Probing Strained Semiconductor Structures with Nanoscale X-ray Diffraction

The tailoring of strain distributions within semiconductor features represents a key method to enhance performance in current and future generations of complementary metal-oxide semiconductor (CMOS) devices. Although the impact of strain on carrier mobility in semiconductor materials was first investigated over 50 years ago [1,2], its implementation within the inversion layer of the channels in CMOS device channels has only occurred within the past decade. This includes the deposition of liner materials that possess significant values of residual stress [3]. Eigenstrained structures, deposited epitaxially within recesses on either side of the Si channel, can be used to induce either compressive strain in the channel region, by using materials that possess a larger lattice parameter than Si (e.g., SiGe)[4], or tensile strain, by using materials with a smaller lattice parameter (e.g., SiC). Because these methods generate heterogeneous strain distributions within the composite structure, it is critical to experimentally determine the distribution of strain across the current-carrying paths of the device and the surrounding environment.

Real-space x-ray microdiffraction measurements represent the optimal method to perform direct, in-situ characterization of strain within crystalline materials at a submicron length scale [5,6]. The diffraction facilities at the 2ID-D beamline at Argonne National Laboratory’s Advanced Photon Source were used for the x-ray microdiffraction measurements [6] with a nominal beam size of approximately 0.25 ^m. Samples under investigation included both CMOS devices possessing embedded stressor materials and silicon-on-insulator (SOI) structures with overlying stressor features. The embedded stressor devices, fabricated from 55 nm thick SOI layers, contained Sii.xCx with a C content, x, of 1.1% in the source and drain regions, approximately 1.85 ^.m in length. Because C has a smaller lattice parameter than that of Si, the e-SiC structures possess in-plane tensile stress, which is transferred into the adjacent, 60 nm long SOI channel. To obtain a reference value for the unrelaxed SiC strain, square pads 200 ^m in length, also consisting of heteroepitaxially deposited SiC, were characterized. Another set of SOI structures was fabricated possessing overlying stressor features, where compressively stressed Si3N4 films of approximately 105 nm thickness were lithographically etched to produce a matrix of rectilinear features possessing lengths of 2048 ^m and widths ranging from 1 ^m to 2048 ^m.

X-ray microbeam measurements of the embedded stressor CMOS device revealed that the out-of-plane strains in the e-SiC were approximately -0.355% within the vicinity of the SOI channel and -0.350% 0.8 ^m away from the channel [7]. Diffraction from the thin SOI layer underneath the e-SiC features indicated a small, tensile out-of-plane strain of 74 x 10-6. The difference between the two SOI diffraction peaks measured away from and at the channel contains the depth-averaged strain information from the SOI channel, corresponding to an out-of-plane compressive strain of -0.167%. The predicted out-of-plane strains for the e-SiC feature and SOI channel are -0.355% and -0.176%, respectively, as calculated using an Eshelby inclusion model [8]. The measured strain in the e-SiC regions match well, and the out-of-plane SOI channel strain is approximately 95% of the predicted value.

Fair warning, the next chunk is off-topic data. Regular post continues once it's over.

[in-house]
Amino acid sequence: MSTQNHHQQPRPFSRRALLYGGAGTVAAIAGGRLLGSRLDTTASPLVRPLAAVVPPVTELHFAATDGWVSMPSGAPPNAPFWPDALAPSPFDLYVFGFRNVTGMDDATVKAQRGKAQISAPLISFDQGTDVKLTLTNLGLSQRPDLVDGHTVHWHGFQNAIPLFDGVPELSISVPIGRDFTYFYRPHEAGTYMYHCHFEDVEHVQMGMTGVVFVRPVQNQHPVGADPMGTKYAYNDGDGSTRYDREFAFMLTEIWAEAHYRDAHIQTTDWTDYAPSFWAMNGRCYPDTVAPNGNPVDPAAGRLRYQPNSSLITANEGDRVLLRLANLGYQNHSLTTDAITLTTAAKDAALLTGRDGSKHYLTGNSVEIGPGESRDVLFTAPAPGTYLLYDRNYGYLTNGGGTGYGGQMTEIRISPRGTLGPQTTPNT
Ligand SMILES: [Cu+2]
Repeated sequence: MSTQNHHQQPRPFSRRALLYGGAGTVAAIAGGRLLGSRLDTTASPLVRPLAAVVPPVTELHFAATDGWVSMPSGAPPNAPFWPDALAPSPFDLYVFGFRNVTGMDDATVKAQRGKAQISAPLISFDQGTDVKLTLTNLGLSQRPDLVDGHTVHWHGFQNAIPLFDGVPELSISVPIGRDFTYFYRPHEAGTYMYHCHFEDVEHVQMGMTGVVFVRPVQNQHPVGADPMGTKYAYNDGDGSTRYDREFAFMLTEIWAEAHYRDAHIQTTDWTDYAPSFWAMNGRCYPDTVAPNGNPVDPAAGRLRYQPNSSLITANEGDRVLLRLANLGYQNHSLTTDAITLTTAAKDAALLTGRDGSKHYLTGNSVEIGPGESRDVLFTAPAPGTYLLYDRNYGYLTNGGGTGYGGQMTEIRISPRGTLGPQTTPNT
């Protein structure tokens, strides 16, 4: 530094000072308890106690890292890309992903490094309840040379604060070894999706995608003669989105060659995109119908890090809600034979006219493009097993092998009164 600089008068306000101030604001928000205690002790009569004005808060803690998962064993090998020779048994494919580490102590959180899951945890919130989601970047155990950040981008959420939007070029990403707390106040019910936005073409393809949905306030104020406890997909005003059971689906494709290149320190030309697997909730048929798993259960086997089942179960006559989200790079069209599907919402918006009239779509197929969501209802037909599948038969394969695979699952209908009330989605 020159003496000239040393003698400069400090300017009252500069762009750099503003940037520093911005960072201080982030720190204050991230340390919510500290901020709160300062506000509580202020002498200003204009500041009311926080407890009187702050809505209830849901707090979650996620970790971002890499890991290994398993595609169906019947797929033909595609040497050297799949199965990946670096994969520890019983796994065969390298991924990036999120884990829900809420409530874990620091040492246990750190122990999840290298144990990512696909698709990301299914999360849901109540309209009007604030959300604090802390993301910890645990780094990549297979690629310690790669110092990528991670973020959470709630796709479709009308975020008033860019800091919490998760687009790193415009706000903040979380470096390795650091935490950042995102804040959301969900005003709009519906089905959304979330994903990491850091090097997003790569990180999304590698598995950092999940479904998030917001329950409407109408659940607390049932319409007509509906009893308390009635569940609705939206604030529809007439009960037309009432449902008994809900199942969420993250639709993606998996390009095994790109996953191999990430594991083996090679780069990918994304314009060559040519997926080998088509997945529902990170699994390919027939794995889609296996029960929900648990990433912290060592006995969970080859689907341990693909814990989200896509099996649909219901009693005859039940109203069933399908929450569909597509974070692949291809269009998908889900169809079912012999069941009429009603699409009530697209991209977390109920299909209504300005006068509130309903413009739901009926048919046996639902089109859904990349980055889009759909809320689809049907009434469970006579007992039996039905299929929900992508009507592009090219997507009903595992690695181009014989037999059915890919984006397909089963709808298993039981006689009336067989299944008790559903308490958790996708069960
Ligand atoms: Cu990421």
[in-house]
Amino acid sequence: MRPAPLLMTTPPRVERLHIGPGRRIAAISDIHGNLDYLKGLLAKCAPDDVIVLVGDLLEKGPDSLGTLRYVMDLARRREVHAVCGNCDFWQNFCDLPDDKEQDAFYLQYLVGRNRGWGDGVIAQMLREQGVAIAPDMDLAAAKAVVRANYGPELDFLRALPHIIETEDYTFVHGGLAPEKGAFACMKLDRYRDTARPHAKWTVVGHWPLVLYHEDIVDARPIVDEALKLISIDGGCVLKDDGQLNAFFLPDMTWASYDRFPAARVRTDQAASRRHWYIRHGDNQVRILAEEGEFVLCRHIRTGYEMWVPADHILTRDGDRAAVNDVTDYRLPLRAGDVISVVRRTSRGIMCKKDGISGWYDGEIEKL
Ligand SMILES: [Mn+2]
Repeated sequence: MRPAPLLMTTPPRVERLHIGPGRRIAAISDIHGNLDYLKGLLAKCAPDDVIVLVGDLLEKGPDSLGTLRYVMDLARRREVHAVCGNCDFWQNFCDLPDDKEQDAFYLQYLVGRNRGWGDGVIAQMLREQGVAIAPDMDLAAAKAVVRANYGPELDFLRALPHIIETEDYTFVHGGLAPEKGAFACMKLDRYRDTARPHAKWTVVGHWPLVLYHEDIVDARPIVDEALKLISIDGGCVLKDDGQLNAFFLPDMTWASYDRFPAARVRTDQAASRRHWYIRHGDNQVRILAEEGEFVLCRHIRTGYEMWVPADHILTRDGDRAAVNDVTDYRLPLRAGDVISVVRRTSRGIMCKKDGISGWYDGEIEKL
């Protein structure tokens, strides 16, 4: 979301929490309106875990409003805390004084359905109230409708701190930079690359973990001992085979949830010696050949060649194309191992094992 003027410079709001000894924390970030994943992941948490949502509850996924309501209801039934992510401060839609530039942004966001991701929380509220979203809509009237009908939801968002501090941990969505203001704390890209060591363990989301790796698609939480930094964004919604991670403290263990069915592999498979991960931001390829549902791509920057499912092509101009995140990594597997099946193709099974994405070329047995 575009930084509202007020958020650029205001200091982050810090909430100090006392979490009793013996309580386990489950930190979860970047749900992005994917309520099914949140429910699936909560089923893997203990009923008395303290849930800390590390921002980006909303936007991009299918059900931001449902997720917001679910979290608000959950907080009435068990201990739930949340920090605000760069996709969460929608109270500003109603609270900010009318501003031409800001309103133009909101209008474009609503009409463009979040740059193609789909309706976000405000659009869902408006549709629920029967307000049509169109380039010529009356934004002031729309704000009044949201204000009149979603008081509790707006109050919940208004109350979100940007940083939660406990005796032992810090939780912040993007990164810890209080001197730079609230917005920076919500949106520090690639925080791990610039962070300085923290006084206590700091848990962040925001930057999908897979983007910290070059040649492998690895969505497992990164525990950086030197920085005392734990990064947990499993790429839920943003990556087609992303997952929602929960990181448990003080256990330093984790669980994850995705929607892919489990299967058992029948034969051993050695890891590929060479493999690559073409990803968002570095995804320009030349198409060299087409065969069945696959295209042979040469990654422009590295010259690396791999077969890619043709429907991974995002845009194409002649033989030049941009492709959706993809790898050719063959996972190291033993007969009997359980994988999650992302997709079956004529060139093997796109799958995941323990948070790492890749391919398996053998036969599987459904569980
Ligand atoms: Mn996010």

A mapping of the out-of-plane SOI strain distribution under the edge of a 2048 x 2048 ^.m Si3N4 feature edge is depicted in Figure 1. Simulated out-of-strain profiles using an anisotropic, edge-force model [9] and an elastically isotropic boundary element method (BEM) model [10] are included for comparison. The BEM calculated values capture the asymmetry exhibited in the strain distribution across the Si3N4 feature edge location and confirm a compressive blanket film stress of -2.5 GPa in the Si3N4. For the edge-force model, the predicted values diverge from the measured strain in the SOI underneath the Si3N4 feature within 1 ^m from the feature edge, or approximately 10 times the Si3N4 feature thickness, because peel and shear stresses at the Si3N4 / SOI interface cannot be captured by the edge-force model. Both experimental results and modeling clearly illustrate the extent to which strain fields can be generated in the vicinity of a free edge in a stressor material.

Comparison of the experimentally measured and BEM calculated depth-averaged strain distribution in the SOI across the edge of an overlying 2048 x 2048 m Si3N4 feature.

FIG. 1: Comparison of the experimentally measured and BEM calculated depth-averaged strain distribution in the SOI across the edge of an overlying 2048 x 2048 m Si3N4 feature.

Figure 2 contains the measured and calculated out-of-plane SOI strain distributions under 1 ^.m, 1.5 ^m and 2.5 ^m wide Si3N4 features, respectively. There is a close correspondence between the BEM calculated values and the measured strain distributions outside of the immediate vicinity of the feature edges. In contrast, edge-force simulations exhibit a poor match to the measured strain values in the SOI underneath the stressor structures. The overlapping of strain fields induced by the feature edges dictates both the maxima in the depth-averaged strain observed in the SOI outside of the Si3N4 features as well as the shape of the distribution underneath the stressors.

Comparison of the experimentally measured and calculated SOI strain distributions across 2048 x 1 ^m, 1.5 ^m and 2.5 ^m wide Si3N4 features.

FIG. 2: Comparison of the experimentally measured and calculated SOI strain distributions across 2048 x 1 ^m, 1.5 ^m and 2.5 ^m wide Si3N4 features.

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